In a project I call “Tracing the invisible fabric of science in everyday life,” I have been investigating “vernacular science” in several interest groups in eastern New England. My research is based on the idea that an understanding of science learning in our society must take account of the processes by which science is understood, constructed, and used in everyday settings— the ‘vernacular’ culture of science (Wagner, 2007).
Vernacular science is constructed through conversation, and is situated in specific arenas of action, communities of interest (Fischer, 2001) or of practice (Lave and Wenger, 1991)—such as garden clubs, hunting associations, parent groups, and so on. Each community has its own body of knowledge, its own practices and discourse, and its own methods of self-propagation within and across age cohorts. So vernacular science, like any other kind of knowing, is a social achievement, and it is one part of how a person enacts their identity and plays their role within the multiple cultures they participate in (Holland and Lave, 2009).
Since the onset of the COVID pandemic, there has been continuing controversy about the safety and efficacy of vaccines (among other science-related disputes). This has been infuriating for some people who place confidence in medical science and public health, but it should not have been a surprise. In this article, I tell a story drawn from field data collected in 2018–19, before any of us had heard of COVID. It is a story about how people see “good science” through a lens, not of ignorance or of prejudice, but of alternative accounts of how the world works.
I have been making ethnographic observations in several community settings, asking what science is important to the group, how it gets discussed, and how—and from whom— people learn their science. (It isn’t always called “science,” though; see Drayton, 2018). In 2018–19 I happened to be participating in a parent group in a school (it will be called The School in this article), which grows out of a world-wide philosophical movement originating in the early 1920s (I will refer to this as The Movement).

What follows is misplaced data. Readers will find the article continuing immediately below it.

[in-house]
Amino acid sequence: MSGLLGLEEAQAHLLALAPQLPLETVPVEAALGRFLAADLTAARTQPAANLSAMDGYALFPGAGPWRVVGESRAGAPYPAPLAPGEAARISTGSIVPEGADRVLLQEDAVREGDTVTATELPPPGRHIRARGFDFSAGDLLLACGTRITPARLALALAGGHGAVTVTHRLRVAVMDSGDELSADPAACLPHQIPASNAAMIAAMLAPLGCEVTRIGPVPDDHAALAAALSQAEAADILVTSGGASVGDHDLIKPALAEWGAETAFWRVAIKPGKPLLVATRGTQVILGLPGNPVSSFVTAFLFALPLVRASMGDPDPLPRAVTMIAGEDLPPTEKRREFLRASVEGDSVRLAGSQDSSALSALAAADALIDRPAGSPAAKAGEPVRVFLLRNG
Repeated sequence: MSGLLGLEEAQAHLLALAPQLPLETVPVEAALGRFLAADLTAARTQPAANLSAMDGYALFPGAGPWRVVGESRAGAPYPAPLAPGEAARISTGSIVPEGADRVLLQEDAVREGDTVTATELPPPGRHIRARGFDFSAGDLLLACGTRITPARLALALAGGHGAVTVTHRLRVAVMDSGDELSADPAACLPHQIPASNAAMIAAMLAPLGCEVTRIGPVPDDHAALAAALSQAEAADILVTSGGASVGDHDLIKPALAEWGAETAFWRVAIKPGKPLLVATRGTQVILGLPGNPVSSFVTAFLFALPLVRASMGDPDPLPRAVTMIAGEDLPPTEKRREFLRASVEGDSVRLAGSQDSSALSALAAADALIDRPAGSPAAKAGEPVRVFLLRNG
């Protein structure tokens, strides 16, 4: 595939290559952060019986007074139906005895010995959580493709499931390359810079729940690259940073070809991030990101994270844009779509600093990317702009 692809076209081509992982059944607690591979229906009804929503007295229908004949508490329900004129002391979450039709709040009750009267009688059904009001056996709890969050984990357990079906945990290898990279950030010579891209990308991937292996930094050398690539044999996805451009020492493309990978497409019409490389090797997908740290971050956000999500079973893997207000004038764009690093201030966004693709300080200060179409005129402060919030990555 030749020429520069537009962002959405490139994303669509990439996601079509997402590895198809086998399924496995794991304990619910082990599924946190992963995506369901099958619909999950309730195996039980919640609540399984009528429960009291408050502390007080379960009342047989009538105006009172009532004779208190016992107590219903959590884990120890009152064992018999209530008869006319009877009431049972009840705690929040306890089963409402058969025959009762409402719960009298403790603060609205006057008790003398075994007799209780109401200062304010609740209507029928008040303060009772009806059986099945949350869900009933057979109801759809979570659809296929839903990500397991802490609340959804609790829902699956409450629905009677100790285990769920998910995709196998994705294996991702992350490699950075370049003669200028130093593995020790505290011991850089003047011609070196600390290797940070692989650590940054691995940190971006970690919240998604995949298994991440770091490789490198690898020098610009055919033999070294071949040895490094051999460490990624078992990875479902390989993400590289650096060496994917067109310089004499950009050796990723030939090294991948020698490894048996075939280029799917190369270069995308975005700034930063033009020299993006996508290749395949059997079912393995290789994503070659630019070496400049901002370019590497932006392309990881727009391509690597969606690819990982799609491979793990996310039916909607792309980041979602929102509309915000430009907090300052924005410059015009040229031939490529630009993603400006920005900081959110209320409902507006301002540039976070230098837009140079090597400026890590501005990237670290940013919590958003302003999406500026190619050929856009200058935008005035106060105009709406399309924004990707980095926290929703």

I had joined the group after speaking about it with a “gatekeeper,” one of the parents who had gathered the group, to make sure that I would not be a disruptive presence. I sat in the meetings, taking field notes either during the meeting or (more often) sitting in my car directly afterwards. I also conducted a few interviews to dig deeper on various subjects that came up.
At this time, several outbreaks of measles and whooping cough had occurred on the West and East Coasts in communities where vaccine resistance or hesitation was common (Dubé et al., 2021). Mostly these clusters were associated with communities committed to one or another counter-cultural approach to education, including some schools in The Movement. Because of these outbreaks, vaccination was a live issue in private conversations or in the parking lot outside The School, and in the community at large—except in the parent group meetings, where the topic never came up. What was going on?
It became evident that there were three main points of view on the question of the vaccines for childhood diseases.
There were “philosophical” parents, who had come to The School because of the educational philosophy that underlies it. Within that philosophical stream, there are elaborated alternative views of education, personality development across the life-cycle, agriculture, and medicine, each with a decades-long history of research and practice, training and accreditation programs, and academic and popular books, websites, social media, and periodicals. The medical authorities of The Movement have asserted that vaccination is a useful medical procedure. Nevertheless, some in The Movement are vaccine-averse, owing to possible negative effects on the body’s systemic health and robustness to disease in general and an alternative account of the body-mind relationship that draws on some aspects of herbal and other “naturopathic” medicine. For this reason, these people preferentially seek alternative methods for protection against infection. Some teachers inclined to this latter view; some parents did, as well, from their own study of the philosophy behind The Movement. The knowledge that respected authorities advocate this view and can articulate the theory behind it in some depth, provided reassurance and support for those in this group. The “philosophical” group takes its lead from experienced, usually older, practitioners of the Movement’s philosophy. The philosophy gave them a rich explanatory framework within which decisions about vaccination were situated.